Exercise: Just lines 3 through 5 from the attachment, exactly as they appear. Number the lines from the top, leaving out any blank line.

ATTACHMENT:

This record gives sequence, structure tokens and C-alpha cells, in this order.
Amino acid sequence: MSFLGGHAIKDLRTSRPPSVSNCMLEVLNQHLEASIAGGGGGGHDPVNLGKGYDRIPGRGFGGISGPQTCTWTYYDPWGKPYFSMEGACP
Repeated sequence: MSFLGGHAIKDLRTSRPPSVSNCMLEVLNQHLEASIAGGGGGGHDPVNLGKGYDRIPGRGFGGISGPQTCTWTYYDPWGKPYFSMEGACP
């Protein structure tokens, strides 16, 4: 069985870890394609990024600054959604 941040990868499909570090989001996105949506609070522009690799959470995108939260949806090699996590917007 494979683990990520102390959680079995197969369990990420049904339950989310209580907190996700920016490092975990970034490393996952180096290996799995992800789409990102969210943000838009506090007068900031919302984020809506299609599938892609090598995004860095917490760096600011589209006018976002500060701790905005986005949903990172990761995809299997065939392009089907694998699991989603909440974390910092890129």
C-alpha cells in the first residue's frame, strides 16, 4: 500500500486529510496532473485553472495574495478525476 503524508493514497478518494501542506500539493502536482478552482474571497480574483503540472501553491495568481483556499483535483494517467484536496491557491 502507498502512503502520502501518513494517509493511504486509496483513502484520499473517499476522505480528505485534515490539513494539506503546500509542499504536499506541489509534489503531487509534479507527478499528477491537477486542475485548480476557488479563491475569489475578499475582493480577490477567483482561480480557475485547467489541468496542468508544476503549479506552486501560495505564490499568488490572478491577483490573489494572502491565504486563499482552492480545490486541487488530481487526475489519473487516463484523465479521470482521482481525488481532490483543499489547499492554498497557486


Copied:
Repeated sequence: MSFLGGHAIKDLRTSRPPSVSNCMLEVLNQHLEASIAGGGGGGHDPVNLGKGYDRIPGRGFGGISGPQTCTWTYYDPWGKPYFSMEGACP
């Protein structure tokens, strides 16, 4: 069985870890394609990024600054959604 941040990868499909570090989001996105949506609070522009690799959470995108939260949806090699996590917007 494979683990990520102390959680079995197969369990990420049904339950989310209580907190996700920016490092975990970034490393996952180096290996799995992800789409990102969210943000838009506090007068900031919302984020809506299609599938892609090598995004860095917490760096600011589209006018976002500060701790905005986005949903990172990761995809299997065939392009089907694998699991989603909440974390910092890129």
C-alpha cells in the first residue's frame, strides 16, 4: 500500500486529510496532473485553472495574495478525476 503524508493514497478518494501542506500539493502536482478552482474571497480574483503540472501553491495568481483556499483535483494517467484536496491557491 502507498502512503502520502501518513494517509493511504486509496483513502484520499473517499476522505480528505485534515490539513494539506503546500509542499504536499506541489509534489503531487509534479507527478499528477491537477486542475485548480476557488479563491475569489475578499475582493480577490477567483482561480480557475485547467489541468496542468508544476503549479506552486501560495505564490499568488490572478491577483490573489494572502491565504486563499482552492480545490486541487488530481487526475489519473487516463484523465479521470482521482481525488481532490483543499489547499492554498497557486